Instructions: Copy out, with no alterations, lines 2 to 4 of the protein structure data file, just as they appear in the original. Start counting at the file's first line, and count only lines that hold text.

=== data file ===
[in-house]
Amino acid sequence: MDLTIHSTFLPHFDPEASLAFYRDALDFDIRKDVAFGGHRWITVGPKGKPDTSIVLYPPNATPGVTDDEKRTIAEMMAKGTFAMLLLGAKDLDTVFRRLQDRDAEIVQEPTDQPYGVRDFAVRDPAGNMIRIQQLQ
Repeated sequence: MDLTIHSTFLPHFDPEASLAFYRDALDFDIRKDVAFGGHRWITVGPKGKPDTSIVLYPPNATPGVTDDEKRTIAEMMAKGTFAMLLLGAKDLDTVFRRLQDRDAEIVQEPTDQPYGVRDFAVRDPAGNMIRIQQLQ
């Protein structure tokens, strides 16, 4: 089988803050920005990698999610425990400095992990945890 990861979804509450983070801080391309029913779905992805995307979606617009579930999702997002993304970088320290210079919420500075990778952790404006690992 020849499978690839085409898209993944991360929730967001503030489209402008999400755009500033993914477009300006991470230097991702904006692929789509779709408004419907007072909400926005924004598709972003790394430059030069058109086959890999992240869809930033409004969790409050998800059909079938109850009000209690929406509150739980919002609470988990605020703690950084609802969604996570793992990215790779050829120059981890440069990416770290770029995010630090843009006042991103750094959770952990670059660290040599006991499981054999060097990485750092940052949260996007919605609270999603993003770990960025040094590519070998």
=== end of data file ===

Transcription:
Amino acid sequence: MDLTIHSTFLPHFDPEASLAFYRDALDFDIRKDVAFGGHRWITVGPKGKPDTSIVLYPPNATPGVTDDEKRTIAEMMAKGTFAMLLLGAKDLDTVFRRLQDRDAEIVQEPTDQPYGVRDFAVRDPAGNMIRIQQLQ
Repeated sequence: MDLTIHSTFLPHFDPEASLAFYRDALDFDIRKDVAFGGHRWITVGPKGKPDTSIVLYPPNATPGVTDDEKRTIAEMMAKGTFAMLLLGAKDLDTVFRRLQDRDAEIVQEPTDQPYGVRDFAVRDPAGNMIRIQQLQ
């Protein structure tokens, strides 16, 4: 089988803050920005990698999610425990400095992990945890 990861979804509450983070801080391309029913779905992805995307979606617009579930999702997002993304970088320290210079919420500075990778952790404006690992 020849499978690839085409898209993944991360929730967001503030489209402008999400755009500033993914477009300006991470230097991702904006692929789509779709408004419907007072909400926005924004598709972003790394430059030069058109086959890999992240869809930033409004969790409050998800059909079938109850009000209690929406509150739980919002609470988990605020703690950084609802969604996570793992990215790779050829120059981890440069990416770290770029995010630090843009006042991103750094959770952990670059660290040599006991499981054999060097990485750092940052949260996007919605609270999603993003770990960025040094590519070998």